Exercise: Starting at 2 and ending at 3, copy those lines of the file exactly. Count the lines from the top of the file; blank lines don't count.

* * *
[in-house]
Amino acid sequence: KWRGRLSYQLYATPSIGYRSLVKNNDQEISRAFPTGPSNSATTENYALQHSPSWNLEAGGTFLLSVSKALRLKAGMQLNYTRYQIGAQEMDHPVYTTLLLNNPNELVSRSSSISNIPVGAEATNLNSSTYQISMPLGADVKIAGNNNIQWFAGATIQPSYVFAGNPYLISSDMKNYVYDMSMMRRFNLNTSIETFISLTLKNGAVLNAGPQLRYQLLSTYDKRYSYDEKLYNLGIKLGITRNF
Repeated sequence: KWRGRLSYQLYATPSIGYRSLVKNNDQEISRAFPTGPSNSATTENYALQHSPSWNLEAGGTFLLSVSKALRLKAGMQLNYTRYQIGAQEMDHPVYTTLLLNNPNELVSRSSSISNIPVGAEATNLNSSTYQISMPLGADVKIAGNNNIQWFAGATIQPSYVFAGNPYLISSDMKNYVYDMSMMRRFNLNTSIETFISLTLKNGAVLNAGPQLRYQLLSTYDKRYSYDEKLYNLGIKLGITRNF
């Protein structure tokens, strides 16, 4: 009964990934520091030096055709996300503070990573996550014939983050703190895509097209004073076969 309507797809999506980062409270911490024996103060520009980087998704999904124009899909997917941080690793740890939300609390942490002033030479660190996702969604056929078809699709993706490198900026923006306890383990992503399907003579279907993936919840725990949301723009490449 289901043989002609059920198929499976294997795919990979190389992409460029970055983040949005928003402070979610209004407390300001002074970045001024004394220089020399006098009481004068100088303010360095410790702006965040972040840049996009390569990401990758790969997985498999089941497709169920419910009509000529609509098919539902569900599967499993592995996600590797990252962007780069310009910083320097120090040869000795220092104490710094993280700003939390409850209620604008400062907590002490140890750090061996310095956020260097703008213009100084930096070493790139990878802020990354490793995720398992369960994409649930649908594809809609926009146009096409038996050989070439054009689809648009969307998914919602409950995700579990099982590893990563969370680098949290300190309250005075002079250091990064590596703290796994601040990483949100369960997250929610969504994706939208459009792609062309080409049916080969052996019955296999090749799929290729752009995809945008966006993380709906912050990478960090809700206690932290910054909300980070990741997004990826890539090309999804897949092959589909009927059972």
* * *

Amino acid sequence: KWRGRLSYQLYATPSIGYRSLVKNNDQEISRAFPTGPSNSATTENYALQHSPSWNLEAGGTFLLSVSKALRLKAGMQLNYTRYQIGAQEMDHPVYTTLLLNNPNELVSRSSSISNIPVGAEATNLNSSTYQISMPLGADVKIAGNNNIQWFAGATIQPSYVFAGNPYLISSDMKNYVYDMSMMRRFNLNTSIETFISLTLKNGAVLNAGPQLRYQLLSTYDKRYSYDEKLYNLGIKLGITRNF
Repeated sequence: KWRGRLSYQLYATPSIGYRSLVKNNDQEISRAFPTGPSNSATTENYALQHSPSWNLEAGGTFLLSVSKALRLKAGMQLNYTRYQIGAQEMDHPVYTTLLLNNPNELVSRSSSISNIPVGAEATNLNSSTYQISMPLGADVKIAGNNNIQWFAGATIQPSYVFAGNPYLISSDMKNYVYDMSMMRRFNLNTSIETFISLTLKNGAVLNAGPQLRYQLLSTYDKRYSYDEKLYNLGIKLGITRNF